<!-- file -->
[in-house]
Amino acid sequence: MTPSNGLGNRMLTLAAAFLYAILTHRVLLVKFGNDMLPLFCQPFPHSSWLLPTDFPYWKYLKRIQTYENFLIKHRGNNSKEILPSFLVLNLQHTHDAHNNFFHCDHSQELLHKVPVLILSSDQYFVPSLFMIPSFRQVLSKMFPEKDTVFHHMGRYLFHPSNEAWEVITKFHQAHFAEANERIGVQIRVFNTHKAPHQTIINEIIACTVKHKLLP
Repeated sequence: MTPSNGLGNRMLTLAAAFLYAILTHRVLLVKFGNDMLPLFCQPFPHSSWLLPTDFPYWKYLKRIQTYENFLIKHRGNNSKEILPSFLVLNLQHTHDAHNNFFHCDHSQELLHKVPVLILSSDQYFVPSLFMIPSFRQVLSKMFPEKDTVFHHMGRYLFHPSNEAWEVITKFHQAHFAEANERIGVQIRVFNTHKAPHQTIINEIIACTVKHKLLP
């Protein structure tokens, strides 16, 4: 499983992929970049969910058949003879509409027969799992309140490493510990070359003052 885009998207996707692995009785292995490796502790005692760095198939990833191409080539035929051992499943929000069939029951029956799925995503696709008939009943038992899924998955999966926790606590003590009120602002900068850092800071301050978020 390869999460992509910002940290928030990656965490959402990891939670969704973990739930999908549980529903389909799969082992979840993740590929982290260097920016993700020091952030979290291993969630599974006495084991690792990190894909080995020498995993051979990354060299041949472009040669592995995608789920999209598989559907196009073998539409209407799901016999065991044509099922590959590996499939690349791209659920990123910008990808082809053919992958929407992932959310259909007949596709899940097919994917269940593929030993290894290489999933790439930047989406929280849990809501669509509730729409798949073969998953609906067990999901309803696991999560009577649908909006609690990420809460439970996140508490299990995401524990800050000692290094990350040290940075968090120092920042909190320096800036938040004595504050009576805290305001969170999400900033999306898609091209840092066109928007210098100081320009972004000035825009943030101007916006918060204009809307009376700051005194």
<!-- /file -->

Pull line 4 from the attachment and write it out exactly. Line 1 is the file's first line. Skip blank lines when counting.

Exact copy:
């Protein structure tokens, strides 16, 4: 499983992929970049969910058949003879509409027969799992309140490493510990070359003052 885009998207996707692995009785292995490796502790005692760095198939990833191409080539035929051992499943929000069939029951029956799925995503696709008939009943038992899924998955999966926790606590003590009120602002900068850092800071301050978020 390869999460992509910002940290928030990656965490959402990891939670969704973990739930999908549980529903389909799969082992979840993740590929982290260097920016993700020091952030979290291993969630599974006495084991690792990190894909080995020498995993051979990354060299041949472009040669592995995608789920999209598989559907196009073998539409209407799901016999065991044509099922590959590996499939690349791209659920990123910008990808082809053919992958929407992932959310259909007949596709899940097919994917269940593929030993290894290489999933790439930047989406929280849990809501669509509730729409798949073969998953609906067990999901309803696991999560009577649908909006609690990420809460439970996140508490299990995401524990800050000692290094990350040290940075968090120092920042909190320096800036938040004595504050009576805290305001969170999400900033999306898609091209840092066109928007210098100081320009972004000035825009943030101007916006918060204009809307009376700051005194």